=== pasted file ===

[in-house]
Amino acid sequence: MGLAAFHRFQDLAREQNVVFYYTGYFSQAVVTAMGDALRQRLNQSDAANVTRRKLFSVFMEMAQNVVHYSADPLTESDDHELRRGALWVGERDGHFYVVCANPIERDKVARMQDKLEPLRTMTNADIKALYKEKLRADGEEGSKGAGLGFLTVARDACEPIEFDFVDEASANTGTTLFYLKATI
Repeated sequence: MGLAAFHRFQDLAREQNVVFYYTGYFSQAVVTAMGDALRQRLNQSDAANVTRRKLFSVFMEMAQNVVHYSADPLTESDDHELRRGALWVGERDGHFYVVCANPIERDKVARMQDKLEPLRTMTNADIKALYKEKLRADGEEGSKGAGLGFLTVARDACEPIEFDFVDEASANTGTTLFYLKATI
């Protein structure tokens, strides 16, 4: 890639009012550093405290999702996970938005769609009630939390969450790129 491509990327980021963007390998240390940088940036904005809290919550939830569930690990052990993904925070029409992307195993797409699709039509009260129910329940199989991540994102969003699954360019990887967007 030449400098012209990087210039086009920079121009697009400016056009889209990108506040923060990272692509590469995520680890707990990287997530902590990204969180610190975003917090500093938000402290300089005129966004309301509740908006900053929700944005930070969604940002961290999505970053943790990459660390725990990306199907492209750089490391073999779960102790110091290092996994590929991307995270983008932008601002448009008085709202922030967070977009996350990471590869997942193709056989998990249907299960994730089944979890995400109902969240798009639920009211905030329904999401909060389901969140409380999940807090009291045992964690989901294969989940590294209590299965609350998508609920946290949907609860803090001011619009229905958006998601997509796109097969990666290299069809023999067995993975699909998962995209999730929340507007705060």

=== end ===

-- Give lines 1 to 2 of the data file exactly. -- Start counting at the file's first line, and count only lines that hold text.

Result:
[in-house]
Amino acid sequence: MGLAAFHRFQDLAREQNVVFYYTGYFSQAVVTAMGDALRQRLNQSDAANVTRRKLFSVFMEMAQNVVHYSADPLTESDDHELRRGALWVGERDGHFYVVCANPIERDKVARMQDKLEPLRTMTNADIKALYKEKLRADGEEGSKGAGLGFLTVARDACEPIEFDFVDEASANTGTTLFYLKATI